Read the latest expert opinion on Law360. co-authored by SentencingStats.com President Mark Allenbaugh, advisor Doug Passon legendary Federal attorney Alan Ellis predict how the Zero-Point Offender amendment (Amendment 821 Part A) will be implemented.
Sentencing Stats official Infographic Guide to U.S. Sentencing Commission’s Amendment 821, §4A1.1 Part A (retroactive), otherwise known as Criminal History Status Points reduction.
The Zero Point Offender and Status Point modifications to the Sentencing Guidelines go into effect on November 1. They are RETROACTIVE. But not everyone knows whether they may benefit from the changes or how to go about getting that benefit. Therefore, helping us get Set for Sentencing, Mark Allenbaugh, and Keith Hilzendeger to tell us
SentencingStats.com to assist with retroactive application of Amendment 821, offering analytics, services and tools for resentencing eligible federal inmates.
Policy Priorities: The Commission discussed and voted on the final policy priorities for the period of 2023-2024. These priorities would guide the Commission’s work in establishing sentencing policies and practices for federal courts. Retroactivity of Parts A and B of the 2023 Criminal History Amendment: A significant decision involved voting on the retroactivity of Parts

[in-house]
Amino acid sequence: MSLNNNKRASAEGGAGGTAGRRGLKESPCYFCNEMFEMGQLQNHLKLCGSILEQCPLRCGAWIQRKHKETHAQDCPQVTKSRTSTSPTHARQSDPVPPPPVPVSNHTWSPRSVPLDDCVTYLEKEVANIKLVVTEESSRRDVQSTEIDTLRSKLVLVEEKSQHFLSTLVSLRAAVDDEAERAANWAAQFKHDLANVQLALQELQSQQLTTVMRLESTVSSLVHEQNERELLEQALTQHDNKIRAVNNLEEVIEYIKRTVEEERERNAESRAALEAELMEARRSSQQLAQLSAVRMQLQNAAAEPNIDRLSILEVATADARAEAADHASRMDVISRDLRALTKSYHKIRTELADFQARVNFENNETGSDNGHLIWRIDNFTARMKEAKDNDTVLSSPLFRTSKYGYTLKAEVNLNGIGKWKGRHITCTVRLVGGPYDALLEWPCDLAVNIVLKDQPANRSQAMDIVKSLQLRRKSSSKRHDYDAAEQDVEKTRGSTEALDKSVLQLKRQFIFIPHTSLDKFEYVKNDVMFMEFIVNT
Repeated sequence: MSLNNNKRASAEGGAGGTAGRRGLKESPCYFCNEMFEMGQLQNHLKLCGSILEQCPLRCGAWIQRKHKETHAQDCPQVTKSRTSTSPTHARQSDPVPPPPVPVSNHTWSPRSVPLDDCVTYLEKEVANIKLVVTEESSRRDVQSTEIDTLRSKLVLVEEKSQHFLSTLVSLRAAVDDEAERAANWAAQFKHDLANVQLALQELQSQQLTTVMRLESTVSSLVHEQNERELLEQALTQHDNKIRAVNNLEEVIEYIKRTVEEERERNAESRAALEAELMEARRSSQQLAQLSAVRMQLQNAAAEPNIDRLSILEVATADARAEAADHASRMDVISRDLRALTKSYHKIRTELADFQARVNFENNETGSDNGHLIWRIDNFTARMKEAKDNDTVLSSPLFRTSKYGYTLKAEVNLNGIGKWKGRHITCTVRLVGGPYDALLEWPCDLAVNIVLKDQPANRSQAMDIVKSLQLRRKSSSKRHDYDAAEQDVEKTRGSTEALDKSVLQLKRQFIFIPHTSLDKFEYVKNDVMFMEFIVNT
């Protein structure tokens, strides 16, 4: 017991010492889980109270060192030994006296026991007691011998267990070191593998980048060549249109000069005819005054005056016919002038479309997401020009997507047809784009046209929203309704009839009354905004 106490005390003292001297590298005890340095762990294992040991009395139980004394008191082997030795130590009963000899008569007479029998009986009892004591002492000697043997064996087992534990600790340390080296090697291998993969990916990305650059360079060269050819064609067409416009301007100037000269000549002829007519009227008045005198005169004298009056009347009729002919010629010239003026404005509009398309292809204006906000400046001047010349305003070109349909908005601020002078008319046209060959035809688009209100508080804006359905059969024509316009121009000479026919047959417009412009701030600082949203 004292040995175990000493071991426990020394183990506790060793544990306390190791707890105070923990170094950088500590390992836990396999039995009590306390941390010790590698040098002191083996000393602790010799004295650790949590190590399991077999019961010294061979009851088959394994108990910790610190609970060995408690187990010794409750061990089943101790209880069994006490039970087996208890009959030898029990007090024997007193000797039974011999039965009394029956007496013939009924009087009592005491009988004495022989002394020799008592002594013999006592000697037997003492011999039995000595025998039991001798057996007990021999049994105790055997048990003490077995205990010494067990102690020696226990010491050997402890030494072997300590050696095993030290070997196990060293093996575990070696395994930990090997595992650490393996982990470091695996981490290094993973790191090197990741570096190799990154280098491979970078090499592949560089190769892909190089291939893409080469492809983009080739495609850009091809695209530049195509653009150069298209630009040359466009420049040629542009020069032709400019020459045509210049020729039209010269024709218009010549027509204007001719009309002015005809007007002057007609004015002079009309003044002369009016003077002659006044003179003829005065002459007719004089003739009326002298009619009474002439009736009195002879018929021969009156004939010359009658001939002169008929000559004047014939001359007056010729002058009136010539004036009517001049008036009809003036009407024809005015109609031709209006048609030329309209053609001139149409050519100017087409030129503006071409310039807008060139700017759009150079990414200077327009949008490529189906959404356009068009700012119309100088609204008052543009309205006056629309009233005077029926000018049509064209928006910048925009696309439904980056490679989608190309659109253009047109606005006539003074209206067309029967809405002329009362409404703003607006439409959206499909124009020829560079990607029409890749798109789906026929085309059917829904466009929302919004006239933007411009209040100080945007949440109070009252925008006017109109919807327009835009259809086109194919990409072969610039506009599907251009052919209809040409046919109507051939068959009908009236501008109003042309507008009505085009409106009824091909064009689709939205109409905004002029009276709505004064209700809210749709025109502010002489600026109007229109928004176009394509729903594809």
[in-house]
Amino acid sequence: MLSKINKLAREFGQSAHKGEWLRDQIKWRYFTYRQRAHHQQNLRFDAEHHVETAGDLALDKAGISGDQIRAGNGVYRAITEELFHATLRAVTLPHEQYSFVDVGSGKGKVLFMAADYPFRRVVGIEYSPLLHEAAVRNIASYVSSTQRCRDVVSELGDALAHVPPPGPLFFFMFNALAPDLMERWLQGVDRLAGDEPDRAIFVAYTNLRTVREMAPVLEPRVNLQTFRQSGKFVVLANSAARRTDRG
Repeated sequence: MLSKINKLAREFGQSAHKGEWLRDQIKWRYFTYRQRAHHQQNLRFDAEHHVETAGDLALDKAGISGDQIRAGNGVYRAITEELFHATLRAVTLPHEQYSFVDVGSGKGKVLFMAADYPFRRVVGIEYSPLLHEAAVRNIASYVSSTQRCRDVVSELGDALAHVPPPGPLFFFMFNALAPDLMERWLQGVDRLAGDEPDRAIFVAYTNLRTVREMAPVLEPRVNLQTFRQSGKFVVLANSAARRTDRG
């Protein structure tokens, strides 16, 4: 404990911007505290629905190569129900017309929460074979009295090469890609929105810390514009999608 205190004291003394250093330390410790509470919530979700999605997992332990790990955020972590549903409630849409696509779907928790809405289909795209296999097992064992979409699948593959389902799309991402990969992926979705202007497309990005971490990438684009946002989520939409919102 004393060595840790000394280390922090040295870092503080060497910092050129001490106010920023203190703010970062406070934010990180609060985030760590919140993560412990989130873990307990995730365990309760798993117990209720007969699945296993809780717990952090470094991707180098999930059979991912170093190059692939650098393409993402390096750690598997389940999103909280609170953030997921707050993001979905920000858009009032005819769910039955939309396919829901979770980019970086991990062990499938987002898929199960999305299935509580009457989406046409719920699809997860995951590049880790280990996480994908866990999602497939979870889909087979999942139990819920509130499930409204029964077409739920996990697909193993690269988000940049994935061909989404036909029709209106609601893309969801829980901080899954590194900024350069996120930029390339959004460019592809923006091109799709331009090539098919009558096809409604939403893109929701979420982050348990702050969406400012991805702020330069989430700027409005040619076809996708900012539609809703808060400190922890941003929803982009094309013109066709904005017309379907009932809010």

When a judge decides to imprison a client before their trial, even though they haven’t been convicted and are presumed innocent, it effectively bypasses the usual legal process. It’s like skipping the initial steps and going straight to sentencing, without any chance to collect resources or build a defense. The practice of pre-trial detention should
On August 24, 2023, a divided Commission voted 4-3 to make two new amendments to the Guidelines retroactive. Assuming no Congressional action to the contrary, these amendments go into effect on November 1, 2023. The first amendment limits the overall criminal history impact of “status points” (i.e., the additional criminal history points given to defendants for
Tune in to the latest compelling webisode of Set for Sentencing where our co-founder Mark Allenbaugh debates constitutional law professor, Doug Berman on the future of Acquitted Conduct in Federal Sentencing. IN THIS EPISODE: Whether a client should have right to demand that a JURY make the determination as to whether certain sentence enhancements apply;